Unfortunately, we veterinarians are seeing an increased prevalence of diabetes mellitus in dogs and cats. This is likely due to the growing prevalence of obesity (secondary to inactive lifestyle, a high carbohydrate diet, lack of exercise, etc.). So, if you just had a dog or cat diagnosed with diabetes mellitus, what do you do? First, we encourage you to take a look at these articles for an explanation of the disease: Diabetes Mellitus (Sugar Diabetes) in Dogs Once you have a basic understanding of diabetes mellitus (or if you already had one), this article will teach you about life-threatening complications that can occur as a result of the disease; specifically, I discuss a life-threatening condition called diabetes ketoacidosis (DKA) so that you know how to help prevent it! What is DKA? When diabetes goes undiagnosed, or when it is difficult to control or regulate, the complication of DKA can occur. DKA develops because the body is so lacking in insulin that the sugar can’t get into the cells -- resulting in cell starvation. Cell starvation causes the body to start breaking down fat in an attempt to provide energy (or a fuel source) to the body. Unfortunately, these fat breakdown products, called “ketones,” are also poisonous to the body. Symptoms of DKA Clinical signs of DKA include the following: Weakness Not moving (in cats, hanging out by the water bowl) Not eating to complete anorexia Large urinary clumps in the litter box (my guideline? If it’s bigger than a tennis ball, it’s abnormal) Weight loss (most commonly over the back), despite an overweight body condition Excessively dry or oily skin coat Abnormal breath (typically a sweet “ketotic” odor) In severe cases DKA can also result in more significant signs: Abnormal breathing pattern Jaundice Ab Continue reading >>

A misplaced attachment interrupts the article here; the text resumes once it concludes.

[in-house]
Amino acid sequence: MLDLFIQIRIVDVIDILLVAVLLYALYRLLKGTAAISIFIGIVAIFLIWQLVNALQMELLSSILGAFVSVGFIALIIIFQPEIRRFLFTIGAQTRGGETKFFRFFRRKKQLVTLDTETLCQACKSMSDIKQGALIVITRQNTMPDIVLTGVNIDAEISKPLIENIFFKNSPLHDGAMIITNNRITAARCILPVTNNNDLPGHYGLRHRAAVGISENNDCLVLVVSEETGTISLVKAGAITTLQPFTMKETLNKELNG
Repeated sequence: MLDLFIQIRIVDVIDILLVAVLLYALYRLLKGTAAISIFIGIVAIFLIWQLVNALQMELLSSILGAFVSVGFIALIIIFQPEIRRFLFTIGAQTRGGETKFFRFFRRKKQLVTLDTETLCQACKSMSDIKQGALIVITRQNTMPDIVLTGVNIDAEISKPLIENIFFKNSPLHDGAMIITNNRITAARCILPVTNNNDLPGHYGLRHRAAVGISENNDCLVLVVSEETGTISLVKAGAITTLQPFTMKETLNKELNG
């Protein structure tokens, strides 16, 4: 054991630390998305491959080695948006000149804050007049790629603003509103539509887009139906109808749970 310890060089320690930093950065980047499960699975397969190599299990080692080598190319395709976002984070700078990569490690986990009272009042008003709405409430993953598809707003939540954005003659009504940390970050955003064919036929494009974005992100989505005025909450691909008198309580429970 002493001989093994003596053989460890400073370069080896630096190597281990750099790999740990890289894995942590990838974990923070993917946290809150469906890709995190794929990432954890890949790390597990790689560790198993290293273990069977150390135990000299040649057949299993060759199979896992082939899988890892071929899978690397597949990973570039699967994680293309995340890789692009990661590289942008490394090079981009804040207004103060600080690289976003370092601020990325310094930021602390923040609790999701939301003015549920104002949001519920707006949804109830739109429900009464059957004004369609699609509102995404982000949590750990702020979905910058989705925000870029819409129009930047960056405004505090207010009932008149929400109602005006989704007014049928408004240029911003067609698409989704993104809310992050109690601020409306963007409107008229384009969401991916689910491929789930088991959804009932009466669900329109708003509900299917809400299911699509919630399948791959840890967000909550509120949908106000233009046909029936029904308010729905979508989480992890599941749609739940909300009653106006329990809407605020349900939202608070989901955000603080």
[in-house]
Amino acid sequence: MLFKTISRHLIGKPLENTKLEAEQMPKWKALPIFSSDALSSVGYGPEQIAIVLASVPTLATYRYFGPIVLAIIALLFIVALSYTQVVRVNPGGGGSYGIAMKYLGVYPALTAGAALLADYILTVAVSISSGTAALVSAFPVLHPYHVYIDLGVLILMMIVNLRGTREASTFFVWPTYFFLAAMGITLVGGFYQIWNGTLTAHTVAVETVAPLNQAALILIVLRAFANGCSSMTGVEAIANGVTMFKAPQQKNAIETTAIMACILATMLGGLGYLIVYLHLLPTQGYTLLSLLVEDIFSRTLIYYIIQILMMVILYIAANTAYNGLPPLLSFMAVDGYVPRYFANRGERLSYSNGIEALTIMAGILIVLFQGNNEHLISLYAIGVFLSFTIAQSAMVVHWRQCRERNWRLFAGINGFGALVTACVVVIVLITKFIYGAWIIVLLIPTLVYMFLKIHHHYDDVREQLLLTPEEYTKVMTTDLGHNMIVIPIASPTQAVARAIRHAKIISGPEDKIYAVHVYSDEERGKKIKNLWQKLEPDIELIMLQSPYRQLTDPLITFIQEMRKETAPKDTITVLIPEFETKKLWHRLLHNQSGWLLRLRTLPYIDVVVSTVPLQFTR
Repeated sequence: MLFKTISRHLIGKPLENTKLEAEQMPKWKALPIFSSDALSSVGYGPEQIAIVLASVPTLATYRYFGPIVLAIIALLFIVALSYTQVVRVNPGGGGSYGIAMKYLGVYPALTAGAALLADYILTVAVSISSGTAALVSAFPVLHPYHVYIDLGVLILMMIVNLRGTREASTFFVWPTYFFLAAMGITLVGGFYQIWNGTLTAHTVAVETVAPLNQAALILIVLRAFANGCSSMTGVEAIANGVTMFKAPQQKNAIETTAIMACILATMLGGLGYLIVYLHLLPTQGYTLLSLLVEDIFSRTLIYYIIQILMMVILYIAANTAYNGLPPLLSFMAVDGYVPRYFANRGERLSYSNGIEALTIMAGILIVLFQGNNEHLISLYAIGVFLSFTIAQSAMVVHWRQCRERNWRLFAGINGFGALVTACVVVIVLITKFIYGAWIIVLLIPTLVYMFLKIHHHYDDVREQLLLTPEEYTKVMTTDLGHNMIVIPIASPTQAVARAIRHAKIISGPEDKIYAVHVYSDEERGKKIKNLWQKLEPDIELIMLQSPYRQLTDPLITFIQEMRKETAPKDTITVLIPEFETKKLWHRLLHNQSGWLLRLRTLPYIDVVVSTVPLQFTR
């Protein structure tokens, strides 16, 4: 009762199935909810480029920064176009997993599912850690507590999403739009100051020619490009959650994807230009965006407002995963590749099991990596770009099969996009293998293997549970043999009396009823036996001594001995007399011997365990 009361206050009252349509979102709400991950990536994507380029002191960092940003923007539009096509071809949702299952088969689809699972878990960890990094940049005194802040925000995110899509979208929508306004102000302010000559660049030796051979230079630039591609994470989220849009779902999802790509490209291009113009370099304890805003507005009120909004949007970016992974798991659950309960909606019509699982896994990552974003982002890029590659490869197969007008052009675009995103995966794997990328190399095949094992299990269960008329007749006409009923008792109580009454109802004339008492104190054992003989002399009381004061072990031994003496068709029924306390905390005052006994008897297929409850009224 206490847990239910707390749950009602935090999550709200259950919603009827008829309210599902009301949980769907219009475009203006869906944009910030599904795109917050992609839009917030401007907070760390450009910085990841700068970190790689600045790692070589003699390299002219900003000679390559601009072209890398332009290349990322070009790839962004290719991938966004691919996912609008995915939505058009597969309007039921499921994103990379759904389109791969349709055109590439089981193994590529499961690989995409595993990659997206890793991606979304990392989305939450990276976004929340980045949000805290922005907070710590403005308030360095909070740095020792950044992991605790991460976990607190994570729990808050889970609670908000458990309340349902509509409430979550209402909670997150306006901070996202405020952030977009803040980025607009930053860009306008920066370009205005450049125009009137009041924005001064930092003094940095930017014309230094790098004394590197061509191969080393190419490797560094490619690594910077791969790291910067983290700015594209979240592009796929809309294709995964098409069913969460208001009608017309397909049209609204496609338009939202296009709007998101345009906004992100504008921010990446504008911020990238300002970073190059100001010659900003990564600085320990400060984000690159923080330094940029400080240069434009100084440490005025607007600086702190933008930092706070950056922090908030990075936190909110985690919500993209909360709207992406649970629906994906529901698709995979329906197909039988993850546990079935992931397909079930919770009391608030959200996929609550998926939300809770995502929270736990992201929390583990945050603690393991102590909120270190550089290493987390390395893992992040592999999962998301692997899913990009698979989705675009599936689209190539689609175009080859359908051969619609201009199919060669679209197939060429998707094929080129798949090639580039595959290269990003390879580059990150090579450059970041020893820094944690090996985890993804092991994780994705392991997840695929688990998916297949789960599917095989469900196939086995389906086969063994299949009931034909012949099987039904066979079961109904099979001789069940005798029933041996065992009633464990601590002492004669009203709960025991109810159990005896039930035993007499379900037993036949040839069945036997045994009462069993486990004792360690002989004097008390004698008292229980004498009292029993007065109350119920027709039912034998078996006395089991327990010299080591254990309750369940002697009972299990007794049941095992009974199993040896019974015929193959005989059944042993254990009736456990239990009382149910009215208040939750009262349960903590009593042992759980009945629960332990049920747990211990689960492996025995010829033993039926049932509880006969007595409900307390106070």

Managing Diabetes Complicated By Ketoacidosis

Managing Diabetes Complicated By Ketoacidosis

Go to site For Pet Owners Diabetic ketoacidosis (DKA) is a potentially life-threatening complication of diabetes mellitus that has to be aggressively treated. Diagnosis The diagnosis is based on the presence of ketonuria with signs of systemic illness. Management guidelines Goals of treatment include the correction of fluid deficits, acid-base balance and electrolyte balance, reduction of blood glucose and ketonuria, and beginning insulin therapy and treatment of concurrent diseases. Many protocols for treatment exist but rapid-acting insulin (regular) must be administered first, as decreases in the hyperglycemia must be achieved quickly. When blood sugar levels are lowered and maintained at 200−250 mg/dL for 4−10 hours, then Vetsulin® (porcine insulin zinc suspension) can be used. Evaluation of treatment When evaluating the regulation of insulin therapy, it is important to consider several areas including the evaluation of glycemia, urine monitoring, routine rechecks and glycated protein evaluations. Evaluation of the glycemia Creating a blood glucose curve is the most accurate way to evaluate glycemia in order to adjust the dose of Vetsulin. Indications for creating a blood glucose curve are: First, to establish insulin dose, dosing interval, and insulin type when beginning regulation. Second, to evaluate regulation especially if problems occur. Third, when rebound hyperglycemia (Somogyi effect) is suspected. Contraindications for creating a blood glucose curve are: Concurrent administration of drugs affecting glycemia. Presence of a known infection or disease. Stressed animal. The procedure is as follows: The most accurate way to assess response to management is by generating a blood glucose curve. Ideally, the first sample should be taken just prior to feeding Continue reading >>

Emergency Situations With Diabetic Dogs

Emergency Situations With Diabetic Dogs